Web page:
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My mother took a fall and hit her head in April. She had been living on her own and driving. She had started to slow down a lot, but we chalked it up to her getting older (she's 77) and also her knee replacements and hip replacement in prior years. Once she fell and hit her head, she was never the same. 3 months later, she has gone from driving and living alone to not speaking, barely eating and only drinking approximately 2 cups of liquid a day. My family can't believe this is happening so quickly. We have called hospice to help care for her at the dementia facility she is in. She has lost 25 lbs in 3 months. The doctor's original diagnosis was Lewy Body Dementia. We are told she screams out at night and is restless. They are giving her medicine to help with sleep, but she is still restless at night and wants to sleep a lot in the daytime. I'm not sure how much longer she can hold on with only eating a few bites at mealtime and only drinking 2 cups of fluid a day. It is so hard to see my recently vital parent decline so quickly. My family and I have come to realize she had symptoms of LBD but we didn't know what that was as she is the only family member we have known to have a memory-related illness. She has specified no feeding tubes so that is not an option. Her memory care facility does not let her stay in bed. They keep her out with everyone even though she can no longer participate in their activities. She has pillows to help prop her up and a nice wheelchair that reclines if she is tired. Has anyone experienced such a rapid decline like this with their loved ones?

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My mother had dementia for a long time but was healthy in every other way. She fell, broke her hip and recovered enough to walking just holding my hand. Then she got a UTI and started down hill. In a month she was eating and drinking minimally and I could tell she was on her way to dying. I took her home from rehab, started hospice and she was gone in three weeks.

The downturn can be sudden and rapid. Check fo UTI or gastric issues. Understand that this could be a sign that the end is coming. It was wretched for me as I lost the most dear person in the world to me. It was best for her as life had become something she never would have wanted for herself. It still hurts and will forever, but it is not unbearable.
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Have they checked your mom for NPH (normal pressure hydrocephalus)? If you haven't already, please have her checked. I know someone that was misdiagnosed and spent 6 years in a wheelchair until he finally got tested. He's now walking, running, etc and has his life back! Also, maybe try CBD oil. I am a caregiver for a 95 year old with vascular dementia and it works WONDERS! I also use it for a 72 year old with chronic PHN pain that he's had for 41 years. It's the only thing that gives him relief. Please research CBD oil and it's benefits. Go to the Realm of Caring website, they can steer you in the right direction. If you do try the CBD, be aware there are people out there scamming people with bogus CBD oil. CBD oil is legal in 50 states. Please look into it. Praying for you and your mom!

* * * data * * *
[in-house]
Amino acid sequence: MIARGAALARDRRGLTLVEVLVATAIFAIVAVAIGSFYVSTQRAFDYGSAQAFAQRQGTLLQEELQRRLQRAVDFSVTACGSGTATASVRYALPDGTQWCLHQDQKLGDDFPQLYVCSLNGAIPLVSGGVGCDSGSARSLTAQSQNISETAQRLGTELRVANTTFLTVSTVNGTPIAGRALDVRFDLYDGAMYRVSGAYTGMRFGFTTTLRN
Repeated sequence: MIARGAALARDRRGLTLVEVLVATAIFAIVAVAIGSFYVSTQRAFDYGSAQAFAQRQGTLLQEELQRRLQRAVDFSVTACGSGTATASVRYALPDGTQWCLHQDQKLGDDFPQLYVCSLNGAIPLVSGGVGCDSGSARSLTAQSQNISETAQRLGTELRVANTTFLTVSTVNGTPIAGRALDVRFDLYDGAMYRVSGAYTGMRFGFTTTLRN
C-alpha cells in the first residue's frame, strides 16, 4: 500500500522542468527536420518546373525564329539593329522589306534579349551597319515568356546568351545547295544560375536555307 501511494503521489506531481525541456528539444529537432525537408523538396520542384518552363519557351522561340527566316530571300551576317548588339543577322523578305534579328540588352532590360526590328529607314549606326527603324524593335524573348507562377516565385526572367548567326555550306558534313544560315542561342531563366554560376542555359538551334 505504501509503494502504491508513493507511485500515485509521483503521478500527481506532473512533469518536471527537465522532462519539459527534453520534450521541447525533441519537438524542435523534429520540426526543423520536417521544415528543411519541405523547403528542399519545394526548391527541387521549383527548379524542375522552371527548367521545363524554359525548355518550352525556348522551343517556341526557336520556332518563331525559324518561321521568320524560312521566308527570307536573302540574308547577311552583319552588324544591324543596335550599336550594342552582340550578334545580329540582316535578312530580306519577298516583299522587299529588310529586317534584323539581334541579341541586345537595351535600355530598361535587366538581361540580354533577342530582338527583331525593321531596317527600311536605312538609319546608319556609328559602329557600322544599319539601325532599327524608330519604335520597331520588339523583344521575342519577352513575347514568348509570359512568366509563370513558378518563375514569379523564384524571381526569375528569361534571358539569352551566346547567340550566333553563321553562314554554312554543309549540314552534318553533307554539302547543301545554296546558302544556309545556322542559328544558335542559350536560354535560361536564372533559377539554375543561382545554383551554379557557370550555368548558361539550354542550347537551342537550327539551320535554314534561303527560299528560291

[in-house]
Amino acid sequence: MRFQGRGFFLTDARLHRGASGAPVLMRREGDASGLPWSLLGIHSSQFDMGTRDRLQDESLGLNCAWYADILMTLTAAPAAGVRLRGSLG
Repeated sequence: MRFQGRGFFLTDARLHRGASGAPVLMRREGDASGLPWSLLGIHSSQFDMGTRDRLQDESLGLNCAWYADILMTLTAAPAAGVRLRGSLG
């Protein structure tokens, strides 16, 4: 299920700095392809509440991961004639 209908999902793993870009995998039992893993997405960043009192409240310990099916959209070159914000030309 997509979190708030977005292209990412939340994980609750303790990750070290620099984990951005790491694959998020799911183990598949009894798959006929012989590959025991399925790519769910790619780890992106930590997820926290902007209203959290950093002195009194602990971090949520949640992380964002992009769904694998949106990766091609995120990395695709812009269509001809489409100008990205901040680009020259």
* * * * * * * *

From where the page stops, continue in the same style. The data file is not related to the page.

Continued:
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Momma, raising hand, yes. My Mom was fairly active a 97 years old, she and my Dad still lived at home, then she started falling. Of course my parents never told me about all the falls, they kept that hush, hush. I only knew about 2 of them because I was called to come over, as Dad couldn't get Mom to stand up. I called 911. Of course my Mom refused any caregivers to come into the house.

My Mom's last head trauma fall was her downfall, literally. She spent her final three months living in long-term-care. Mom didn't have dementia that I could really tell, but after that last fall she accelerated into the final stage of dementia.

As for your Mom not wanting to eat or drink, that suggest that her digestive system is upsetting her. The Aides were able to give my Mom "Boost" to drink, Mom would only take it if it was in ice. My Mom spent most of her day time being in a geri-recliner with pillows tucked under her knees so she couldn't climb out as she could no longer stand, and she was parked at the nursing station.

It was so hard seeing Mom that way. Dad was heart broken and he would only visit Mom during lunch time, where Dad's caregiver [Dad needed a caregiver and welcomes them] would help feed Mom. But Dad had hope that Mom would improve. We eventually had to call in Hospice.
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Dear Mommasgirl68,

I'm very sorry to hear about your mom's situation. I don't think its uncommon sometimes for things to change so dramatically. But I wonder in your mom's case if she has been given a bunch of new meds and the side effects are also taking a toll on her health. Are you able to seek out a second and third opinion?

I know its shocking to see your once independent parent decline so much. Once my father had his stroke, he was never the same. I tried and tried to get him back to what I thought was "normal" but it was never the same.

Its good of you to advocate for your mom. I hope others can offer more insight.
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